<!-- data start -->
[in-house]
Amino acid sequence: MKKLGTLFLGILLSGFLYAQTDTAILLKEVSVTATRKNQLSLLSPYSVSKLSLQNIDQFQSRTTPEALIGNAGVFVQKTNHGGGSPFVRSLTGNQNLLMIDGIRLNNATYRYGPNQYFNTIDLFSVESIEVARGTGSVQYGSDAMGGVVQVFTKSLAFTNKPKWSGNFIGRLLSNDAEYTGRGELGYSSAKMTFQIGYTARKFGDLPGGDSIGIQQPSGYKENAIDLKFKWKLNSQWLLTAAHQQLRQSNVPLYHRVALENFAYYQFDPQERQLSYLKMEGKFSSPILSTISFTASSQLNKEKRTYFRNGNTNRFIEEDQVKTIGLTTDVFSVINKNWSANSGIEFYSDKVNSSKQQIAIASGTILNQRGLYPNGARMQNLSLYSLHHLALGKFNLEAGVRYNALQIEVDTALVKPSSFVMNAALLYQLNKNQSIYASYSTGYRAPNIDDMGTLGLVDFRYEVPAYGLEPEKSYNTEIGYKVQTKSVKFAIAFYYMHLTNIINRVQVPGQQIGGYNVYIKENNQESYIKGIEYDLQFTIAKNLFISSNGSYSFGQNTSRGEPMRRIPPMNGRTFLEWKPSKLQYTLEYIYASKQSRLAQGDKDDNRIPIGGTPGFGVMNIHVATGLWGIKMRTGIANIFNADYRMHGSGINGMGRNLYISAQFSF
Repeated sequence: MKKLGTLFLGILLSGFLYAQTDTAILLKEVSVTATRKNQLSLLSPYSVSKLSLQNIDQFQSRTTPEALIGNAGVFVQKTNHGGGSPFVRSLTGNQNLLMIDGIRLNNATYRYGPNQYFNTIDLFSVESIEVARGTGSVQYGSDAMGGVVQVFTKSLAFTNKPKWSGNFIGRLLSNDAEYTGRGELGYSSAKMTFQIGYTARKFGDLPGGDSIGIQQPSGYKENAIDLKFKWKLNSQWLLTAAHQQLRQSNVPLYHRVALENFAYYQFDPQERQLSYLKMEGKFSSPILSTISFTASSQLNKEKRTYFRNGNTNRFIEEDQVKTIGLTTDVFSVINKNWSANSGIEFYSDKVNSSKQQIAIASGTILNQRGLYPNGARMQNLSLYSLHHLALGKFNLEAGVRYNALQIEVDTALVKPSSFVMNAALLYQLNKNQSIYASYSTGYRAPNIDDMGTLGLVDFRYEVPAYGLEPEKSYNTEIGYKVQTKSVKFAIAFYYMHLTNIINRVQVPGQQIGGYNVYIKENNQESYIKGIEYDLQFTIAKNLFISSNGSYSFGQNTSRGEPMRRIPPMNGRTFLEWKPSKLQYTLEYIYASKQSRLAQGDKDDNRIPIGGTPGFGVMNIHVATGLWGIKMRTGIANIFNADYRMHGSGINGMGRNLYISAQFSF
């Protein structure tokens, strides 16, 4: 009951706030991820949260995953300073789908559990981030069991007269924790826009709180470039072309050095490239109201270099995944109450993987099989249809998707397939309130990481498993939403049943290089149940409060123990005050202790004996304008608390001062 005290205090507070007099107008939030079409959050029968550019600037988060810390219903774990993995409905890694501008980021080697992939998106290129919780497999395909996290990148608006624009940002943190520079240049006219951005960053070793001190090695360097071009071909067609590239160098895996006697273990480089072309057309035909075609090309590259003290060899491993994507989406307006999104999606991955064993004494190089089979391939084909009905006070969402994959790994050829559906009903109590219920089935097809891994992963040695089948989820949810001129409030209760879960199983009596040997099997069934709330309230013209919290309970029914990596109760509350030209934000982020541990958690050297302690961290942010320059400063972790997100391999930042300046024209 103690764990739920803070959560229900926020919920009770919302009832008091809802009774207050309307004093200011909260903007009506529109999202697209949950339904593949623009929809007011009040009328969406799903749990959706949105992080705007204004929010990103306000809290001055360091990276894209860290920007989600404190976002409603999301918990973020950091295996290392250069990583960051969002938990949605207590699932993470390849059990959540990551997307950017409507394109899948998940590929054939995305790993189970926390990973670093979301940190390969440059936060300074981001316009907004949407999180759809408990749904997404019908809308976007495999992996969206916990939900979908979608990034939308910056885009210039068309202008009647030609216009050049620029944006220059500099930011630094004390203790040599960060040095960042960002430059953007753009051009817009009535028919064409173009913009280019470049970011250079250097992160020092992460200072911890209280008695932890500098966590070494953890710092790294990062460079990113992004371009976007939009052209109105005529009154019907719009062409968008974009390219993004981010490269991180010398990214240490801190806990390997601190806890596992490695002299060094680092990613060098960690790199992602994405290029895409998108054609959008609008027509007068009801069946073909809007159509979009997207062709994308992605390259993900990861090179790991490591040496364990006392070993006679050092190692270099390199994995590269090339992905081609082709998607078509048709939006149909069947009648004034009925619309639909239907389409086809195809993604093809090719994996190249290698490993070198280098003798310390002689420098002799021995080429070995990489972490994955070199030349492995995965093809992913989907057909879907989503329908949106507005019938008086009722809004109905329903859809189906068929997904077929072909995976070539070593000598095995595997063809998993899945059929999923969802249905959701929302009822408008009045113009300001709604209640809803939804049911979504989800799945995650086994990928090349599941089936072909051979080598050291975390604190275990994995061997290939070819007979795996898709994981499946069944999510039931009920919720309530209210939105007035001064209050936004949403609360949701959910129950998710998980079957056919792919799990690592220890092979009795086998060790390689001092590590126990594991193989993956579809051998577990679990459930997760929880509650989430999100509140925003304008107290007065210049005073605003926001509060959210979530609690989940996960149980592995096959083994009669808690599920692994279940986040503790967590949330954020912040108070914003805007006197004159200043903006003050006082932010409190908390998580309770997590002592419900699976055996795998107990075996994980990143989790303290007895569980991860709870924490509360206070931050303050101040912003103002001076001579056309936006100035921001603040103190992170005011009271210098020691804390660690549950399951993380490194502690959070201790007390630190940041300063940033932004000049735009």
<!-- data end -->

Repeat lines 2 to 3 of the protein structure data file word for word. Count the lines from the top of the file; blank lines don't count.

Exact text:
Amino acid sequence: MKKLGTLFLGILLSGFLYAQTDTAILLKEVSVTATRKNQLSLLSPYSVSKLSLQNIDQFQSRTTPEALIGNAGVFVQKTNHGGGSPFVRSLTGNQNLLMIDGIRLNNATYRYGPNQYFNTIDLFSVESIEVARGTGSVQYGSDAMGGVVQVFTKSLAFTNKPKWSGNFIGRLLSNDAEYTGRGELGYSSAKMTFQIGYTARKFGDLPGGDSIGIQQPSGYKENAIDLKFKWKLNSQWLLTAAHQQLRQSNVPLYHRVALENFAYYQFDPQERQLSYLKMEGKFSSPILSTISFTASSQLNKEKRTYFRNGNTNRFIEEDQVKTIGLTTDVFSVINKNWSANSGIEFYSDKVNSSKQQIAIASGTILNQRGLYPNGARMQNLSLYSLHHLALGKFNLEAGVRYNALQIEVDTALVKPSSFVMNAALLYQLNKNQSIYASYSTGYRAPNIDDMGTLGLVDFRYEVPAYGLEPEKSYNTEIGYKVQTKSVKFAIAFYYMHLTNIINRVQVPGQQIGGYNVYIKENNQESYIKGIEYDLQFTIAKNLFISSNGSYSFGQNTSRGEPMRRIPPMNGRTFLEWKPSKLQYTLEYIYASKQSRLAQGDKDDNRIPIGGTPGFGVMNIHVATGLWGIKMRTGIANIFNADYRMHGSGINGMGRNLYISAQFSF
Repeated sequence: MKKLGTLFLGILLSGFLYAQTDTAILLKEVSVTATRKNQLSLLSPYSVSKLSLQNIDQFQSRTTPEALIGNAGVFVQKTNHGGGSPFVRSLTGNQNLLMIDGIRLNNATYRYGPNQYFNTIDLFSVESIEVARGTGSVQYGSDAMGGVVQVFTKSLAFTNKPKWSGNFIGRLLSNDAEYTGRGELGYSSAKMTFQIGYTARKFGDLPGGDSIGIQQPSGYKENAIDLKFKWKLNSQWLLTAAHQQLRQSNVPLYHRVALENFAYYQFDPQERQLSYLKMEGKFSSPILSTISFTASSQLNKEKRTYFRNGNTNRFIEEDQVKTIGLTTDVFSVINKNWSANSGIEFYSDKVNSSKQQIAIASGTILNQRGLYPNGARMQNLSLYSLHHLALGKFNLEAGVRYNALQIEVDTALVKPSSFVMNAALLYQLNKNQSIYASYSTGYRAPNIDDMGTLGLVDFRYEVPAYGLEPEKSYNTEIGYKVQTKSVKFAIAFYYMHLTNIINRVQVPGQQIGGYNVYIKENNQESYIKGIEYDLQFTIAKNLFISSNGSYSFGQNTSRGEPMRRIPPMNGRTFLEWKPSKLQYTLEYIYASKQSRLAQGDKDDNRIPIGGTPGFGVMNIHVATGLWGIKMRTGIANIFNADYRMHGSGINGMGRNLYISAQFSF